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John Doerr, Kleiner Perkins super VC, told a group of students, investors and entrepreneurs at the Berkeley Energy Symposium on Friday that “it’s almost criminal that we’re not investing more in energy R&D.” And Doerr, who’s firm has already put almost $300 million into clean technologies, is advocating several green policies to help fight this “crime”.
At the speech Doerr advocated a cap and trade system, a carbon tax to control CO2, an extension of the Investment Tax Credit (ITC) for 10 years, and a general increase in federal clean energy R&D. While most cleantech investors are calling for similar measures, Doerr is one of the few cleantech investors that has enough name recognition to help push policy forward. Well, other than his Kleiner partner Al Gore.
But Doerr noted that policy is both a unique tool and an impediment to cleantech ventures. Unlike investments in internet technologies and biotech, cleantech is powerfully subject to the whims of public policy. That’s why Doerr is so adamant about getting support for his favored policies. Doerr, in association with the American Council On Renewable Energy, recently sent a letter to Congress demanding the extension of the ITC and PTC before March 1st.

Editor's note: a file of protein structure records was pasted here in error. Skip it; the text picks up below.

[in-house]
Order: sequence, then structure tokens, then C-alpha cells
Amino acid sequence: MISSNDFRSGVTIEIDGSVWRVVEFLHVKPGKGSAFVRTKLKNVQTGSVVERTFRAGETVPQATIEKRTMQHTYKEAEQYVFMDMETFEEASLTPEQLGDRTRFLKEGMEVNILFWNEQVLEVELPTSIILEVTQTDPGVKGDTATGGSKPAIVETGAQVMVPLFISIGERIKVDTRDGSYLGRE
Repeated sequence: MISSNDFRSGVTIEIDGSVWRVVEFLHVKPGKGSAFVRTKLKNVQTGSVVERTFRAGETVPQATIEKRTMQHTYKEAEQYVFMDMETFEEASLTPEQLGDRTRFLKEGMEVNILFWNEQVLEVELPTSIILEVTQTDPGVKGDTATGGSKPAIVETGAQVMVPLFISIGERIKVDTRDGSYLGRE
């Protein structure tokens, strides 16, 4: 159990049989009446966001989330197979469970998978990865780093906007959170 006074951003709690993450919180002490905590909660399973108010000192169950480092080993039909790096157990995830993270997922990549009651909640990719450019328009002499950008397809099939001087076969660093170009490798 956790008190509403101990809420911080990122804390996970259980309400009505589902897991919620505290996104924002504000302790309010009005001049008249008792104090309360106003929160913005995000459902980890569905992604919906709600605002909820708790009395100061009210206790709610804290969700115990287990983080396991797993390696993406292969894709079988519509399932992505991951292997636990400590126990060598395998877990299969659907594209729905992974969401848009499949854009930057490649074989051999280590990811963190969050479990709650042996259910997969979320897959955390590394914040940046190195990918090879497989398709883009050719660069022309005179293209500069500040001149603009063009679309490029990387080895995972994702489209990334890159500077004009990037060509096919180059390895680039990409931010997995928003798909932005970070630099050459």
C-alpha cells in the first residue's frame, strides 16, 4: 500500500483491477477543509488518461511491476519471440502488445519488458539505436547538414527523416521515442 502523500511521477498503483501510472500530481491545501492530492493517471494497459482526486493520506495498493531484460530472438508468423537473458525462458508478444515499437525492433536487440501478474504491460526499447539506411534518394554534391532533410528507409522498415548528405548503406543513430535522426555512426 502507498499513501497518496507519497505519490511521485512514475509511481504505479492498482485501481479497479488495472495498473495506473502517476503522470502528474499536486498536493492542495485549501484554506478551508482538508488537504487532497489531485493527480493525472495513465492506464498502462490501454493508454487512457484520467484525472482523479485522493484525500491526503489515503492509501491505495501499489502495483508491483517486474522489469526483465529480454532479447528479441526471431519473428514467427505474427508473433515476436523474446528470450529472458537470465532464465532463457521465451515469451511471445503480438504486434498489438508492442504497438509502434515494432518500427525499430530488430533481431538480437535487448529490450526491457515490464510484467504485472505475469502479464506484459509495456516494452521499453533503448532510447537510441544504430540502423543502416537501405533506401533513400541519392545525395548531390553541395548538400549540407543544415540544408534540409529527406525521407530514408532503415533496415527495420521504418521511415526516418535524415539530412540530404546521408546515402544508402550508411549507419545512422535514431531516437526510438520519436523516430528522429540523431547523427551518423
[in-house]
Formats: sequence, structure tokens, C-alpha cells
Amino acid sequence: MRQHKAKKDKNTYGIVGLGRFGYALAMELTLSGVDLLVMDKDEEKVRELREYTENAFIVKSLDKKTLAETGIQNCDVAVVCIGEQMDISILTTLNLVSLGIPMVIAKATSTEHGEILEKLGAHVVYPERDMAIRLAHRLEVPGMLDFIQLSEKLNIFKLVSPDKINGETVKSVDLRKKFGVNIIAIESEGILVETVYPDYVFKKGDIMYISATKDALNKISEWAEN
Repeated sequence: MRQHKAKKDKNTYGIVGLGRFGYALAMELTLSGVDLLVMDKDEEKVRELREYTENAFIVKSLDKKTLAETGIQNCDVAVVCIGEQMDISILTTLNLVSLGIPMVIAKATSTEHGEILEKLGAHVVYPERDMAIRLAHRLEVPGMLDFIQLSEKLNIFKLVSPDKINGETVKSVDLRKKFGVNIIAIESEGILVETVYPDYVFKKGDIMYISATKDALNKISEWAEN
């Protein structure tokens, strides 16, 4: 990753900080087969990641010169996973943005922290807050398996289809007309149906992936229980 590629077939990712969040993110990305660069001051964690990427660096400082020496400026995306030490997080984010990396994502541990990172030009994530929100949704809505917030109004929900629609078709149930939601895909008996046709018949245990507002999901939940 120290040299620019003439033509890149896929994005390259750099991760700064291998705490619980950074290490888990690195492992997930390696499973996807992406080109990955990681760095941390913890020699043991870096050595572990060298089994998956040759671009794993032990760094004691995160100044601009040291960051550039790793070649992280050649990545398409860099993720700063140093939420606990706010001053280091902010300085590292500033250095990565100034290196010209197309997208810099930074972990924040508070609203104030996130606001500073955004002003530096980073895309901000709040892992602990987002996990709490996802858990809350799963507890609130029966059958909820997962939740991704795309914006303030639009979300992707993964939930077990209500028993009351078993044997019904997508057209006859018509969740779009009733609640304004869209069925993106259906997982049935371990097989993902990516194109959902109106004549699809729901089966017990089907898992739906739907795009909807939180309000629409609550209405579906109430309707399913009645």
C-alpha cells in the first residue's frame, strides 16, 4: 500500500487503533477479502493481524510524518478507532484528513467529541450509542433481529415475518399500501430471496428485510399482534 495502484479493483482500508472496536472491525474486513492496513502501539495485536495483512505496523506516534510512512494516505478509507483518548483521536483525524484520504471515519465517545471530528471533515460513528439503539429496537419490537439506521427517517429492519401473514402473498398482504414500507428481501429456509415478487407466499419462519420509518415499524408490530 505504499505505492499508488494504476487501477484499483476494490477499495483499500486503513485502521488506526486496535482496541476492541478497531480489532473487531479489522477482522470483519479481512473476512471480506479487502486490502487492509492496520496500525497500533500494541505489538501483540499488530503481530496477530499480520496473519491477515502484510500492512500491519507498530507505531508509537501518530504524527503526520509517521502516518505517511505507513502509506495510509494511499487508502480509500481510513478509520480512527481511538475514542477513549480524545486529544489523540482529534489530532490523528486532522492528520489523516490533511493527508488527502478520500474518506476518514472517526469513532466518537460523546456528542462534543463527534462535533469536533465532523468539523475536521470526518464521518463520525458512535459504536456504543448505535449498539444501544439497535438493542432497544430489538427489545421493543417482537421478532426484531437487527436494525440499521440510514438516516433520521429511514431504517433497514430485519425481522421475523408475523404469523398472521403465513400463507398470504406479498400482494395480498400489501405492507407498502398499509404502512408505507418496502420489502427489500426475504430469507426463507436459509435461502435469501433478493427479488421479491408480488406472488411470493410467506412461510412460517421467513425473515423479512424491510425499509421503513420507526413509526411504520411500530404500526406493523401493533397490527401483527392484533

The bottom line is good policy, can basically lead to strong profits, Doerr said. “We’ve got to use policy to make the right outcome the profitable outcome and therefore the likely outcome,” said Doerr.
While he might moonlight as a policywonk, Doerr is well aware of the unique role that venture capitalists can play in solving the climate crisis. That’s finding the right innovator. “[VCs] will be successful if they find successful entrepreneurs. Turns out venture capitalists don’t do anything,” he joked.
Doerr singled out a few specific clean technologies which he is particularly excited about. “One of my favorites is solar thermal,” he said, siting Kleiner Perkins investment in Ausra which is currently working on a 177 megawatt power plant in southern California. He also said he still believes in biofuels, and that “cellulosic biofuels are a great big bullet that we have in our holster.” Beyond cellulosic, Doerr also spoke of the potential of genomic research to design mircoogranisms to efficiently metabolize waste into fuel.
In regards to his Nobel Laureate colleague, Doerr fielded questions about the imitable Gore. “What’s Al Gore going to do for Kleiner Perkins?” Doerr echoed. “A lot,” he quickly answered.